What Gary is working on is a “passion project”. So by definition Gary wins this round. The author of this article works for a company, and is very passionate about his work, as I am sure you the reader are. But ultimately, working on someone else’s vision just can’t compete with the passion of ownership. The passion of creating something from a blank canvas. The drive to bring an idea to the world, become wealthy, or just to prove others wrong. But why does passion matter? Passion is what allows mothers to lift cars to save their child, and small groups to defend their homeland against much larger groups of invading mercenaries. Passion is what gives people the discipline to say no to all distractions around them, including personal hygiene, and be singularly focused. And Gary has passion.


Round 4 | Speed

Gary is one person, working on found time, and learning on the go. However, Gary also has no red tape. Gary doesn’t need approval, have to go to meetings, or wait on others to do their part; all roadblocks on the design, build, test, and iterate cycle. Gary’s only limitation is Gary himself. While there is a race to come out with the next incrementally better thing before your competitors, Gary may be competing in a different race all together. Gary may be working on a “blue ocean strategy”. He may have an idea that competes with yours, not based on the same criteria, but by redefining the problem, competing on a totally different scale or price, or maybe by opening completely new niche markets. While you are on a linear race of deadlines and milestones, Gary is spray painting his own finish line. Gary doesn’t wear spandex, he wears a Surge energy drink (yes, its back) stained undershirt.


Round 5 | Resources

Ultimately, the big guy has way more resources. Arguably, Gary has the option of going open source. Thereby, pulling on the resources of a seemingly limitless network of other Gary’s. Companies like, Local Motors, and others have been doing this with success and taking on large projects. When it comes to resources, previously, the cost and access to the needed tools may have been an insurmountable barrier that stopped projects before they could even get started. Increasingly, there are more free or low cost design software packages. Some, like OnShape, even run on the cloud so they don’t require expensive computers. Additionally, getting prototypes made is much more accessible through online fabrication shops, makerspaces, and lower cost hobbyist versions of industrial machines. The increasing ease of use of these tools has removed a lot of the technical know-how and expertise that was once required. I believe that the accessibility people now have to these tools, in conjunction with a zeitgeist of creation and entrepreneurship, is the number one factor that is allowing the maker revolution to happen. The flood gates have been opened, the Gary’s have been let out of their cages, and there is no putting them back in.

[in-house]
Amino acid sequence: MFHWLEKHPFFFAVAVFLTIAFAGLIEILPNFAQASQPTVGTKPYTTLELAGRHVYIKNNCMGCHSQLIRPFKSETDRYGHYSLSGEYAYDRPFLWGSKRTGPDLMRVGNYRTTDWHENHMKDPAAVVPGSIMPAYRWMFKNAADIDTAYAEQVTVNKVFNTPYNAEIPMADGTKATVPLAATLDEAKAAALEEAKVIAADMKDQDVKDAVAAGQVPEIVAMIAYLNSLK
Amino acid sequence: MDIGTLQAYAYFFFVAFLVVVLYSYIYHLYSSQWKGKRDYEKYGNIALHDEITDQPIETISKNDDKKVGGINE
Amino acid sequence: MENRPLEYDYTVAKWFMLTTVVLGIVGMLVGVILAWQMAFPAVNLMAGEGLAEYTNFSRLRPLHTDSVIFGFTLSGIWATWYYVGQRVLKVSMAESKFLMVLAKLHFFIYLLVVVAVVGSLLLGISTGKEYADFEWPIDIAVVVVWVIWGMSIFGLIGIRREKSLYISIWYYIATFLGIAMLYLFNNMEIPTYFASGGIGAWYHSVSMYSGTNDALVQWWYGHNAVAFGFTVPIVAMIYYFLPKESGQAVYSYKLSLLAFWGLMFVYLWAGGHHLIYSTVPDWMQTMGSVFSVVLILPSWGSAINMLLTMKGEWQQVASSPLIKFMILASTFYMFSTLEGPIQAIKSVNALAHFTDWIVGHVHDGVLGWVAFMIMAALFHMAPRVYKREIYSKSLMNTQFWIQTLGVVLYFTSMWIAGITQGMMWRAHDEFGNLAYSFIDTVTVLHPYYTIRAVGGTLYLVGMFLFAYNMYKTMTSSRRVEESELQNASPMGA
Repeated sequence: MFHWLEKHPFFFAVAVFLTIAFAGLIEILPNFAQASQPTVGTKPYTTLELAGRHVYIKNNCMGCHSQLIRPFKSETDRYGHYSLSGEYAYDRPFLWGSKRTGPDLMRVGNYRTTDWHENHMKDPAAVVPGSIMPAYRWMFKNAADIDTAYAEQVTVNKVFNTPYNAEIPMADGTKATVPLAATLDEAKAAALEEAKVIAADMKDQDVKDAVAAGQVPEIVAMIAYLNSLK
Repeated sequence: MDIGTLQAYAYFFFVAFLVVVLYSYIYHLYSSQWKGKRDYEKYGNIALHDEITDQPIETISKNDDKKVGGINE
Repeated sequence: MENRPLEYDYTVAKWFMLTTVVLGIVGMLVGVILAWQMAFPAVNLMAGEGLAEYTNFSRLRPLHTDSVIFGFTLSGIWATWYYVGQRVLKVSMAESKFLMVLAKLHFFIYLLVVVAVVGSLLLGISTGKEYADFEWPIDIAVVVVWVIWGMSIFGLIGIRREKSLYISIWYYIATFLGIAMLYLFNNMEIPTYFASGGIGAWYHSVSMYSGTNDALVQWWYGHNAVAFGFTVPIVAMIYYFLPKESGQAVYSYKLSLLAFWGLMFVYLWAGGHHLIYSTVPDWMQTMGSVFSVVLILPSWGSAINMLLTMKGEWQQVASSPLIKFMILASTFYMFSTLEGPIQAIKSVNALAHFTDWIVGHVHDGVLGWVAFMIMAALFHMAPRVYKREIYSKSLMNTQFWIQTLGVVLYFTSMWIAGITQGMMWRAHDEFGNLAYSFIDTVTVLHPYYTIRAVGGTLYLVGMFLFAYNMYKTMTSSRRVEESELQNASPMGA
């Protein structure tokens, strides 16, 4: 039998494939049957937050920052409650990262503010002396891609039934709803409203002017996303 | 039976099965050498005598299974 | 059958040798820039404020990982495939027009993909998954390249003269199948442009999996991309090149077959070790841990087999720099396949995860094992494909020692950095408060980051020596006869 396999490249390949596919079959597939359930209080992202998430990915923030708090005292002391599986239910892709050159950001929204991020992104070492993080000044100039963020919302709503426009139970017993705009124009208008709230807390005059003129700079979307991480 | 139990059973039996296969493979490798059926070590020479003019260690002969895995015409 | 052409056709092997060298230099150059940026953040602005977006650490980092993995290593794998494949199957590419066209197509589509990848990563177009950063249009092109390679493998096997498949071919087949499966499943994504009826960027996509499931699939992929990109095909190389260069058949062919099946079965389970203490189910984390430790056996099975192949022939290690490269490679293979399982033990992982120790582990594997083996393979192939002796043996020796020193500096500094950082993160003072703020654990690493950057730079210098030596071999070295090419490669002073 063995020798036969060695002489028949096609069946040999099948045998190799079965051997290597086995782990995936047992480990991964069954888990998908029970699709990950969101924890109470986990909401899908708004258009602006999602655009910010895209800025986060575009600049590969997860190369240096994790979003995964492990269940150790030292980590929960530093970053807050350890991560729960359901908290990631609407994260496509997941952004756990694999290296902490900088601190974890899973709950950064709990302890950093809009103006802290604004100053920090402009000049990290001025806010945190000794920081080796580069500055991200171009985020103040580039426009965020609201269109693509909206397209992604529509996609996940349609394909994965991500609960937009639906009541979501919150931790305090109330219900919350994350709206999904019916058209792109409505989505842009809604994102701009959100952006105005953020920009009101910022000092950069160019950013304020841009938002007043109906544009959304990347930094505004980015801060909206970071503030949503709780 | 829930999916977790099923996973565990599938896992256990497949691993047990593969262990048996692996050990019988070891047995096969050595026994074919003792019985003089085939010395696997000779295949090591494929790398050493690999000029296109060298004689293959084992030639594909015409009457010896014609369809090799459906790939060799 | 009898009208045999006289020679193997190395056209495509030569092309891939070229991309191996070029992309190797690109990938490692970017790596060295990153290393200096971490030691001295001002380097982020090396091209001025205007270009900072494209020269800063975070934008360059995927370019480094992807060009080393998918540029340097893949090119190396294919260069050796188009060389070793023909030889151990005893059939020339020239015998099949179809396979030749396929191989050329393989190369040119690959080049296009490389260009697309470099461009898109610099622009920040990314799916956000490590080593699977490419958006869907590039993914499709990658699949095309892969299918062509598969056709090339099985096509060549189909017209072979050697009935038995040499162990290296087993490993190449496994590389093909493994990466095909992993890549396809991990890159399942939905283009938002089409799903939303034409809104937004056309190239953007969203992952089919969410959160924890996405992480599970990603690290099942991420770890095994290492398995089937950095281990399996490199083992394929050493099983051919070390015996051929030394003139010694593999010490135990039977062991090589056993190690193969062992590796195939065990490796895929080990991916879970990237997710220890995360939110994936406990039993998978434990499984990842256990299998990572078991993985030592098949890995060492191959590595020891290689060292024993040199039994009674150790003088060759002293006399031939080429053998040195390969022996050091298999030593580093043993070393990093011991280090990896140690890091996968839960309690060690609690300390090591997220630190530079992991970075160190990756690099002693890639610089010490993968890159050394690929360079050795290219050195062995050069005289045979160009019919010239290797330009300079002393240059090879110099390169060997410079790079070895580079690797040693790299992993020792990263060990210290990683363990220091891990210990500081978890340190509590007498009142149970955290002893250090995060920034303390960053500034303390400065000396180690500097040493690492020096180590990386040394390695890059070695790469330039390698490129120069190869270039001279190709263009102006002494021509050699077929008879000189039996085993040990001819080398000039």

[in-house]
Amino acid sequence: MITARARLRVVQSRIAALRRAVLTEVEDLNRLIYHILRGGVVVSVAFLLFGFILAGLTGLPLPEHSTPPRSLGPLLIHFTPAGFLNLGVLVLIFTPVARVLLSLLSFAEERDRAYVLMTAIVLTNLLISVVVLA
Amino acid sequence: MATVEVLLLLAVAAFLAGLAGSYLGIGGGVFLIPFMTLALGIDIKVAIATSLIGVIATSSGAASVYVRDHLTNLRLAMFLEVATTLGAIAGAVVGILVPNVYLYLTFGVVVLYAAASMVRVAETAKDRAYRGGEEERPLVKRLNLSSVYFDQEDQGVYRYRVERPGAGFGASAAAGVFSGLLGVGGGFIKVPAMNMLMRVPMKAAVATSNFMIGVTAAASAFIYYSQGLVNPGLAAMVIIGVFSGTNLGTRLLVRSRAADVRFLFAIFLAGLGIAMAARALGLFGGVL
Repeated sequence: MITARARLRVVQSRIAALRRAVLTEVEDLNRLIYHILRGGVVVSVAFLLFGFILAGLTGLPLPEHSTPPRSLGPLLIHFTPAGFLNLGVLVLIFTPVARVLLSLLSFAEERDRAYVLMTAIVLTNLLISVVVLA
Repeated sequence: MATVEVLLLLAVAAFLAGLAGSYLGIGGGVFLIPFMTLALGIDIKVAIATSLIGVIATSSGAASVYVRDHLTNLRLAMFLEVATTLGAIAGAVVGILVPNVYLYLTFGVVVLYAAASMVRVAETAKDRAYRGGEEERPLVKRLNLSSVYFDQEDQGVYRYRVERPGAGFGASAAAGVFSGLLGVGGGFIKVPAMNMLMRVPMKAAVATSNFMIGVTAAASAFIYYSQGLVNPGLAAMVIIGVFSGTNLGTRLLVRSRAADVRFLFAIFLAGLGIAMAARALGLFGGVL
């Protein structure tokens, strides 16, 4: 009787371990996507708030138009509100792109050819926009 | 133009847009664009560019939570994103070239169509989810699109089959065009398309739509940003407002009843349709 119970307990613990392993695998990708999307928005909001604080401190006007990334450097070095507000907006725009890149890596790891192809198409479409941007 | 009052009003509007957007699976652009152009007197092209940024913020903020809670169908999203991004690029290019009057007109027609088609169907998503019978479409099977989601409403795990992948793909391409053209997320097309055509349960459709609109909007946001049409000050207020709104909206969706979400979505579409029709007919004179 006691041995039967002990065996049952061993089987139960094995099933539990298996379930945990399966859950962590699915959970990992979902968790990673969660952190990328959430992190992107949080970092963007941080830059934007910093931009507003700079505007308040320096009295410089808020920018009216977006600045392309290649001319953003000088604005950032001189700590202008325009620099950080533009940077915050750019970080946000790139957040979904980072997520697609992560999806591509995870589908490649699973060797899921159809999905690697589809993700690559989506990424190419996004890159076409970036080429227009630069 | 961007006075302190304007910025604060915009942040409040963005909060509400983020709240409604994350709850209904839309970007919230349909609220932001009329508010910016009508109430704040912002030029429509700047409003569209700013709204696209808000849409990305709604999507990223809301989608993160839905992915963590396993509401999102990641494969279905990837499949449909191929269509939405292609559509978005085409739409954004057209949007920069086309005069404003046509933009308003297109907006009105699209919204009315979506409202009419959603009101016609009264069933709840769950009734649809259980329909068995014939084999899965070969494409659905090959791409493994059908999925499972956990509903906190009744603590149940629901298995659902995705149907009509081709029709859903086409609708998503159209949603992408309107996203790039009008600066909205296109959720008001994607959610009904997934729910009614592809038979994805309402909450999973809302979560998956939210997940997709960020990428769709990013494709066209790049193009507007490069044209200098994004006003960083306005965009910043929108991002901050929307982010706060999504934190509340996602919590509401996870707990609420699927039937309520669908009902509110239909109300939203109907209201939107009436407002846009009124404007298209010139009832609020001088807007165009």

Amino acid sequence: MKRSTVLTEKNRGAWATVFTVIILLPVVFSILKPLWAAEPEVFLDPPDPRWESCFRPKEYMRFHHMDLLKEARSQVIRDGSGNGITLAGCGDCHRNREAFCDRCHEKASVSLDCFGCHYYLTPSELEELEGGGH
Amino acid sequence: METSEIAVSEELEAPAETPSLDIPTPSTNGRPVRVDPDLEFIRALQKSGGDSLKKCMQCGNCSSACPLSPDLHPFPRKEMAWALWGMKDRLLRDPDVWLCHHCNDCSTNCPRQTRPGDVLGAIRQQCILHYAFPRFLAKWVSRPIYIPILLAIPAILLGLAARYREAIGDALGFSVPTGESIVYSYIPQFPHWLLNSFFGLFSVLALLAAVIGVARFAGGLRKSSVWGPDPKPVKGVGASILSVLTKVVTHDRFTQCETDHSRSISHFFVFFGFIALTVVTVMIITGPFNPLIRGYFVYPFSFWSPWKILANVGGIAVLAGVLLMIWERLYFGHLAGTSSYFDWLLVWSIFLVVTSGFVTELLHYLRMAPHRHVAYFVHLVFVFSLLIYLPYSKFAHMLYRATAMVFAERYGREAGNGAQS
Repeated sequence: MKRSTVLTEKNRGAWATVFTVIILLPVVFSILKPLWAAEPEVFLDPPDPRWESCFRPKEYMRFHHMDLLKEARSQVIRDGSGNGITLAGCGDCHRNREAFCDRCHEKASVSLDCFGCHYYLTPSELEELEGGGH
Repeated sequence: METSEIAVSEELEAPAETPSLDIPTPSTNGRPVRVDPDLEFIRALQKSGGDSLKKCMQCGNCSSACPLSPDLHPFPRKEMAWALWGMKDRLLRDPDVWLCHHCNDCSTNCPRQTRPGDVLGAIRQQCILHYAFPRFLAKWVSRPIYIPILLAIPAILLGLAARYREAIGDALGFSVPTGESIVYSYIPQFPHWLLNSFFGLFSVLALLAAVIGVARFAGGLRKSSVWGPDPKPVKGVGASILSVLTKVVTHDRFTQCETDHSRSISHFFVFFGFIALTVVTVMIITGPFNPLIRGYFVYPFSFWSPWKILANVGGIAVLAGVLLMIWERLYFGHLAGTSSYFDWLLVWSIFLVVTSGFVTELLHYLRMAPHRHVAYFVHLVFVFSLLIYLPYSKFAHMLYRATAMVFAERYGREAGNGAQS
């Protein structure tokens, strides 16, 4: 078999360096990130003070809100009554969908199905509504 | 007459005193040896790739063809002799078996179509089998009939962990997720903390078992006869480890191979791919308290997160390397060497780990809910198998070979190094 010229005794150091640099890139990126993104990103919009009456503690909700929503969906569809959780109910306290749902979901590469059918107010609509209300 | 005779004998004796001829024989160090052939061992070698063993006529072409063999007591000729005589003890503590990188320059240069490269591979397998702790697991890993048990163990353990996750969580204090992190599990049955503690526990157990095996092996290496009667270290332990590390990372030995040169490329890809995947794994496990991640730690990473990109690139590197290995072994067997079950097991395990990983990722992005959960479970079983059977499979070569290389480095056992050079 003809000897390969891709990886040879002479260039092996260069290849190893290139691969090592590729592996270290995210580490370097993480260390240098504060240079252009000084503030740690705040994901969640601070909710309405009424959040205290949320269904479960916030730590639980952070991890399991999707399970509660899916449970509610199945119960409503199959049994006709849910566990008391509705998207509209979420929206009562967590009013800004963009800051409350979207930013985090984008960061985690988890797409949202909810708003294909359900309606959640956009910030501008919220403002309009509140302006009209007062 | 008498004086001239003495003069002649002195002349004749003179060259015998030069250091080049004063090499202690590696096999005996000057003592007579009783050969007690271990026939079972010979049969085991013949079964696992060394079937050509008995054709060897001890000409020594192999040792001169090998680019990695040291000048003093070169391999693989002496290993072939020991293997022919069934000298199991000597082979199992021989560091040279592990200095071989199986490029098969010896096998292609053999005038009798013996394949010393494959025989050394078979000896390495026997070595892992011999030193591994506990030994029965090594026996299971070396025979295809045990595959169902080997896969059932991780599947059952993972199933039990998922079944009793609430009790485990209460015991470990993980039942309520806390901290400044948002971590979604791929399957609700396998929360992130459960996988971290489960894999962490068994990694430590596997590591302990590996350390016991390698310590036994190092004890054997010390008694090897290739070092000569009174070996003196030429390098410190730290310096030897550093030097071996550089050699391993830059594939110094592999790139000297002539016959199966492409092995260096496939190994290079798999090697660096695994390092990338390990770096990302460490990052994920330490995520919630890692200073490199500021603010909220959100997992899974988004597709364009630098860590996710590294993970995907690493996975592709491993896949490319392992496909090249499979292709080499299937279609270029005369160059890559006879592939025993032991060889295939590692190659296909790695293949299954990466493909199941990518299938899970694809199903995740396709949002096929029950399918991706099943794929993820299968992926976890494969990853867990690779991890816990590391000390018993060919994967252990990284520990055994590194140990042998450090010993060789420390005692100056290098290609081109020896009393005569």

The Verdict

Final score 3-2. The big guy wins, only slightly. But this isn’t a sanctioned pay per view match. This is a no holds barred, 3D printed, nunchuck surprise legal attack, back alley street brawl. My final recommendation, you have nights and weekends, and the ability to put aside personal hygiene and cultural norms. Find your passion project or else else be afraid. Be Gary afraid.


Dan Slaski is the Lead Renegade for Renegade Prototyping and your new secret weapon/best friend for design domination. A Virginia Tech Mechanical Engineer with a long list of credentials to accompany his years of industry experience in fields including the medical, robotics, and military sectors. He has designed assemblies with hundreds of unique parts and moving components that have gone high into the earth's atmosphere, deep below the oceans and everything in between. All of this has contributed to his vast portfolio of knowledge dealing with difficult engineering problems, and a wide repertoire of skills in prototyping, manufacturing, and sourcing. Yet he still finds a way to remain humble. If you have a project that demands success you need to get on his client list ASAP.